Advisor Talking Points: A Faster Than Expected Economic Rebound

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Economic recovery faster than expected

Year-to-date, the S&P 500 Index is only down -1.1%, and for the past year, it is now up 13%. The tech-heavy NASDAQ index is up 9.4% year-to-date , and it is currently up 29.6% for the past year.

Again, given the near-complete shutdown of the U.S. economy, the S&P 500 Index only being down -1.1% is quite amazing.

 

A V-Shaped Stock Market Recovery?

Over a month ago, in one of my weekly commentaries, I said I believed we would see a V-shaped recovery in the stock market. A V-shaped recovery is a sharp upturn in growth and economic recovery that follows a short collapse in economic activity.

It seems that investors are starting to bet that America will be able to both contain the COVID-19 virus and reopen businesses at the same time.

 

It is also starting to look like a V-shaped recovery for both the S&P 500 Index and the NASDAQ Index.

Another signal that the U.S. economy is growing faster than anticipated is the growth of the composite of leading economic indicators.

 

Employment Gains Surprise

As the U.S. reopens in stages, more jobs are being brought back into the economy. Unemployment officially fell to 13.3% in May as businesses added 2.5 million jobs.

This figure was the best one-month growth rate since the Bureau of Labor Statistics started tracking the data in 1939. However the Labor Department stated the rate might have been understated due to those being classified as employed but absent from work.

 

 

Analysts had previously estimated the unemployment rate would be over 20%. But no matter how you look at it, this is a dramatic drop in unemployment which has improved much quicker than anyone expected. This report also provides encouraging evidence that unemployment may have bottomed.

From restaurants to retail shops across America, people are returning to work. Here are the businesses that reported the highest gains:

  • Restaurants and bars added back nearly 1.4 million jobs in May as they started reopening.
  • The construction industry added 464,000 jobs, gaining back nearly half of what it lost in April.
  • Retail stores added back 367,800 jobs, with clothing stores seeing the most substantial gains.
  • Factories added 225,000 jobs as plants started up again.
  • Dentist offices reopened and added back 244,800 jobs. Dentist offices alone accounted for a full 10% of the jobs gained last month across the entire American economy.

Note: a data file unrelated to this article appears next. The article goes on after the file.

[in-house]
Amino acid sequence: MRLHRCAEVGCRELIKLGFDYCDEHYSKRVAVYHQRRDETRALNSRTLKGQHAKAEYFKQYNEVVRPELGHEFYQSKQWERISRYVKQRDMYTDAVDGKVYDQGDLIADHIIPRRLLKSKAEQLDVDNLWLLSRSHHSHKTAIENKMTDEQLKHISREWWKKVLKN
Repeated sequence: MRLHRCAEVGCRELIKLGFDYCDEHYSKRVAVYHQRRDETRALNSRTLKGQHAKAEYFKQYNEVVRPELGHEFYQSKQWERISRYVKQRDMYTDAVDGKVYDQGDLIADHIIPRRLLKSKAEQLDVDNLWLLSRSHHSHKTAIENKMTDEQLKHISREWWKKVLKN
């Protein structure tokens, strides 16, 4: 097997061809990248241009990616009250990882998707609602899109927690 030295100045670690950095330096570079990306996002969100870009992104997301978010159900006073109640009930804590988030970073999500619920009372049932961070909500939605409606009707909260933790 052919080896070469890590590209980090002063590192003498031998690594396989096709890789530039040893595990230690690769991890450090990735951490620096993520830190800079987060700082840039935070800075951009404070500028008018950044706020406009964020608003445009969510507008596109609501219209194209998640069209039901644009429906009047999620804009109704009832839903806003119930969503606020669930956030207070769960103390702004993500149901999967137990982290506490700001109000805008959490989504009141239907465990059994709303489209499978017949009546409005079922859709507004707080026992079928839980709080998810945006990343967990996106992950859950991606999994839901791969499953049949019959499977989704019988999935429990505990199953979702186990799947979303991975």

One Last Thought

I believe the worst of the economic damage from the shutdown is over, and the economy will come back faster than many economists are predicting.

I think many analysts have underestimated how many people are going back to work and have not recognized there are some parts of the country where the Coronavirus cases have not been as bad as in many major cities.

Although much of the economy has started to reopen, New York City has just begun to partially reopen today.  Restaurants and indoor retail shopping won’t start until July.

Airlines have seen increased bookings, and many restaurants are booked up even though at an enforced 50% capacity.  Housing prices are up, and auto dealers have seen very strong sales.  This is why so many of the leading economic indicators are ticking up.

One large chain of 150 sports bars said their business was down 62% in April with only takeout.

In May, they were only down 15% year-over-year, even with reduced seating.  They said their customers were eager to eat out again.

The leisure and hospitality industry, which includes restaurants, had severe losses in April but was up 14.4% in May.

If consumers continue to spend and show confidence in the economy, then a strong recovery could become a self-fulfilling prophecy.

 

NOTE: This report is authorized for distribution to clients

Paul Dietrich is the Chief Investment Strategist for B. Riley Wealth Management. B. Riley Wealth Management offers comprehensive financial solutions to clients through its network of over 160 experienced financial advisors across 13 states. The firm manages more than $11 billion in client assets and serves approximately 34,000 client accounts.

 

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Comments (1)
  • Jeffrey Saut has been saying this exact things for months and come to think of it so has our President and his economic advisors. Go figure.

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